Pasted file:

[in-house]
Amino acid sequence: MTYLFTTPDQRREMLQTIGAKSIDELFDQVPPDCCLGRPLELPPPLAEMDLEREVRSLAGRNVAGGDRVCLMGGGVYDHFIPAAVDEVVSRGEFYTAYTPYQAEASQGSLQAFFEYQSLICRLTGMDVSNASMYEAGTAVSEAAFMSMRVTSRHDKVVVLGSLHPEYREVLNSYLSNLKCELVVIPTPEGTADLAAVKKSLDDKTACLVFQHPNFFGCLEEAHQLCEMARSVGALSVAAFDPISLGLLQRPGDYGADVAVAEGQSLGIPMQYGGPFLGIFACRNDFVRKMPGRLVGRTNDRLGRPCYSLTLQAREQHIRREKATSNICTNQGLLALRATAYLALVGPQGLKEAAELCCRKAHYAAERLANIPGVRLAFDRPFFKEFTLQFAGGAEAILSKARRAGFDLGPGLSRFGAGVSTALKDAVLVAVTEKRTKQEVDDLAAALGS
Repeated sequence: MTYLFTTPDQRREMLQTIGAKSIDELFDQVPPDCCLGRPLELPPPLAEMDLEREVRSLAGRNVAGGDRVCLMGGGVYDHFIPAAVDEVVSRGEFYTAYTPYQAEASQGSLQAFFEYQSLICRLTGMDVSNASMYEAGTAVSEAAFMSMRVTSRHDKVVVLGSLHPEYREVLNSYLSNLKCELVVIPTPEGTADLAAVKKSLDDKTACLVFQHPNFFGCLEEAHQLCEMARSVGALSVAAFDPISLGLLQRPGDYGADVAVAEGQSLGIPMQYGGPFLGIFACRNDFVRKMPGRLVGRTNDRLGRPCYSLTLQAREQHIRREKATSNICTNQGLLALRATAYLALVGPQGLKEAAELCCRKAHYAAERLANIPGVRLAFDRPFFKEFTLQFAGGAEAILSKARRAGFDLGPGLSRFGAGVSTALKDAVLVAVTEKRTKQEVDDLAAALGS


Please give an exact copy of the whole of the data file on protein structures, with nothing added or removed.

[in-house]
Amino acid sequence: MTYLFTTPDQRREMLQTIGAKSIDELFDQVPPDCCLGRPLELPPPLAEMDLEREVRSLAGRNVAGGDRVCLMGGGVYDHFIPAAVDEVVSRGEFYTAYTPYQAEASQGSLQAFFEYQSLICRLTGMDVSNASMYEAGTAVSEAAFMSMRVTSRHDKVVVLGSLHPEYREVLNSYLSNLKCELVVIPTPEGTADLAAVKKSLDDKTACLVFQHPNFFGCLEEAHQLCEMARSVGALSVAAFDPISLGLLQRPGDYGADVAVAEGQSLGIPMQYGGPFLGIFACRNDFVRKMPGRLVGRTNDRLGRPCYSLTLQAREQHIRREKATSNICTNQGLLALRATAYLALVGPQGLKEAAELCCRKAHYAAERLANIPGVRLAFDRPFFKEFTLQFAGGAEAILSKARRAGFDLGPGLSRFGAGVSTALKDAVLVAVTEKRTKQEVDDLAAALGS
Repeated sequence: MTYLFTTPDQRREMLQTIGAKSIDELFDQVPPDCCLGRPLELPPPLAEMDLEREVRSLAGRNVAGGDRVCLMGGGVYDHFIPAAVDEVVSRGEFYTAYTPYQAEASQGSLQAFFEYQSLICRLTGMDVSNASMYEAGTAVSEAAFMSMRVTSRHDKVVVLGSLHPEYREVLNSYLSNLKCELVVIPTPEGTADLAAVKKSLDDKTACLVFQHPNFFGCLEEAHQLCEMARSVGALSVAAFDPISLGLLQRPGDYGADVAVAEGQSLGIPMQYGGPFLGIFACRNDFVRKMPGRLVGRTNDRLGRPCYSLTLQAREQHIRREKATSNICTNQGLLALRATAYLALVGPQGLKEAAELCCRKAHYAAERLANIPGVRLAFDRPFFKEFTLQFAGGAEAILSKARRAGFDLGPGLSRFGAGVSTALKDAVLVAVTEKRTKQEVDDLAAALGS